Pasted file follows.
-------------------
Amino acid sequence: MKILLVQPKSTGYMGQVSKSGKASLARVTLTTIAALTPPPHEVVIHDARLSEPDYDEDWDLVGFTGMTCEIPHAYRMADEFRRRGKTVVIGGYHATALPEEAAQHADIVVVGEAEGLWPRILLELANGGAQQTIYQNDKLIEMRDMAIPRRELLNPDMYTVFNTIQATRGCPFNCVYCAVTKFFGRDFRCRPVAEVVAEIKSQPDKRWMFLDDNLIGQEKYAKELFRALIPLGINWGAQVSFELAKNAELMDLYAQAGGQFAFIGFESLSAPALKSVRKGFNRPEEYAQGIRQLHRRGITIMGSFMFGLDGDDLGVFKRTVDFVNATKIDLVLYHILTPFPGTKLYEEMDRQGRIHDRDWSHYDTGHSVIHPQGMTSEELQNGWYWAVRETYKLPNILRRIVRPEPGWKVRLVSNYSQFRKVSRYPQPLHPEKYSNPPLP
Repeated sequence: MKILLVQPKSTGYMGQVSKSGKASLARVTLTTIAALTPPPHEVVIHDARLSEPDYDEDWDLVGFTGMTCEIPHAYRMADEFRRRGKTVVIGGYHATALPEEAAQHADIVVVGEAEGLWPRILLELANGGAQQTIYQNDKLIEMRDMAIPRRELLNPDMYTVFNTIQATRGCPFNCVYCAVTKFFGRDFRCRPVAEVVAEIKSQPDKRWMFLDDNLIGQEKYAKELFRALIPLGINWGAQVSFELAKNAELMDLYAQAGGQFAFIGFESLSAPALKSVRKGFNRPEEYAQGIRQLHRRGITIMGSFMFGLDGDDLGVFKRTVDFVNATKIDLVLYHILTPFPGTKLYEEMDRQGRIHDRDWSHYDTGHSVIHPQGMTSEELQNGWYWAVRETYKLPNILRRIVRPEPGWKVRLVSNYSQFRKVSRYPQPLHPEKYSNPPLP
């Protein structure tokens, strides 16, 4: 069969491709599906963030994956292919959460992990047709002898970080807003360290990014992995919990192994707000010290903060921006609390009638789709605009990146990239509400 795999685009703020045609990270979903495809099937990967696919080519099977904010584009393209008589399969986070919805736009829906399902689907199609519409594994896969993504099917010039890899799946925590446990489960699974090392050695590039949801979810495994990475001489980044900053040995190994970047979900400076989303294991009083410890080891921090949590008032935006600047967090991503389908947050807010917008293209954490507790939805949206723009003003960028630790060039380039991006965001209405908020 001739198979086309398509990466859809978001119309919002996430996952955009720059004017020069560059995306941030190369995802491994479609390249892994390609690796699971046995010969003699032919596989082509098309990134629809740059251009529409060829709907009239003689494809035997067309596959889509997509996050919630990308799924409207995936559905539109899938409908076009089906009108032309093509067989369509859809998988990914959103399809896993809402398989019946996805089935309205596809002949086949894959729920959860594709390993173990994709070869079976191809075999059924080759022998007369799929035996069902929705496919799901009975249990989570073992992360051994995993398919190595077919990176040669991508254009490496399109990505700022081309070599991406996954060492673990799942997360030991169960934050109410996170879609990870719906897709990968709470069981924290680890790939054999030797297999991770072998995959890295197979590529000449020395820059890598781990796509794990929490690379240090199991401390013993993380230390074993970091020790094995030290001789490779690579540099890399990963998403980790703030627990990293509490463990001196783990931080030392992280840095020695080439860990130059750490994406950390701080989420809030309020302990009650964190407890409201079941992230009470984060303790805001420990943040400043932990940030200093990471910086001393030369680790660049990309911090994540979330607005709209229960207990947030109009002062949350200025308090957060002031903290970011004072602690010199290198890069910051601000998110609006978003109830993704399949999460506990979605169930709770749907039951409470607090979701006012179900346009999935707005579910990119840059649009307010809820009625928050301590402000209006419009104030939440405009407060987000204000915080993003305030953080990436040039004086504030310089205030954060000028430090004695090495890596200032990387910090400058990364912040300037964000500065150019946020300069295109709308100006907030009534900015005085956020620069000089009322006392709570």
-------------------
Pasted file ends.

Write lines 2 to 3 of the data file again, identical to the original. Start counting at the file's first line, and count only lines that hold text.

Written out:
Repeated sequence: MKILLVQPKSTGYMGQVSKSGKASLARVTLTTIAALTPPPHEVVIHDARLSEPDYDEDWDLVGFTGMTCEIPHAYRMADEFRRRGKTVVIGGYHATALPEEAAQHADIVVVGEAEGLWPRILLELANGGAQQTIYQNDKLIEMRDMAIPRRELLNPDMYTVFNTIQATRGCPFNCVYCAVTKFFGRDFRCRPVAEVVAEIKSQPDKRWMFLDDNLIGQEKYAKELFRALIPLGINWGAQVSFELAKNAELMDLYAQAGGQFAFIGFESLSAPALKSVRKGFNRPEEYAQGIRQLHRRGITIMGSFMFGLDGDDLGVFKRTVDFVNATKIDLVLYHILTPFPGTKLYEEMDRQGRIHDRDWSHYDTGHSVIHPQGMTSEELQNGWYWAVRETYKLPNILRRIVRPEPGWKVRLVSNYSQFRKVSRYPQPLHPEKYSNPPLP
């Protein structure tokens, strides 16, 4: 069969491709599906963030994956292919959460992990047709002898970080807003360290990014992995919990192994707000010290903060921006609390009638789709605009990146990239509400 795999685009703020045609990270979903495809099937990967696919080519099977904010584009393209008589399969986070919805736009829906399902689907199609519409594994896969993504099917010039890899799946925590446990489960699974090392050695590039949801979810495994990475001489980044900053040995190994970047979900400076989303294991009083410890080891921090949590008032935006600047967090991503389908947050807010917008293209954490507790939805949206723009003003960028630790060039380039991006965001209405908020 001739198979086309398509990466859809978001119309919002996430996952955009720059004017020069560059995306941030190369995802491994479609390249892994390609690796699971046995010969003699032919596989082509098309990134629809740059251009529409060829709907009239003689494809035997067309596959889509997509996050919630990308799924409207995936559905539109899938409908076009089906009108032309093509067989369509859809998988990914959103399809896993809402398989019946996805089935309205596809002949086949894959729920959860594709390993173990994709070869079976191809075999059924080759022998007369799929035996069902929705496919799901009975249990989570073992992360051994995993398919190595077919990176040669991508254009490496399109990505700022081309070599991406996954060492673990799942997360030991169960934050109410996170879609990870719906897709990968709470069981924290680890790939054999030797297999991770072998995959890295197979590529000449020395820059890598781990796509794990929490690379240090199991401390013993993380230390074993970091020790094995030290001789490779690579540099890399990963998403980790703030627990990293509490463990001196783990931080030392992280840095020695080439860990130059750490994406950390701080989420809030309020302990009650964190407890409201079941992230009470984060303790805001420990943040400043932990940030200093990471910086001393030369680790660049990309911090994540979330607005709209229960207990947030109009002062949350200025308090957060002031903290970011004072602690010199290198890069910051601000998110609006978003109830993704399949999460506990979605169930709770749907039951409470607090979701006012179900346009999935707005579910990119840059649009307010809820009625928050301590402000209006419009104030939440405009407060987000204000915080993003305030953080990436040039004086504030310089205030954060000028430090004695090495890596200032990387910090400058990364912040300037964000500065150019946020300069295109709308100006907030009534900015005085956020620069000089009322006392709570």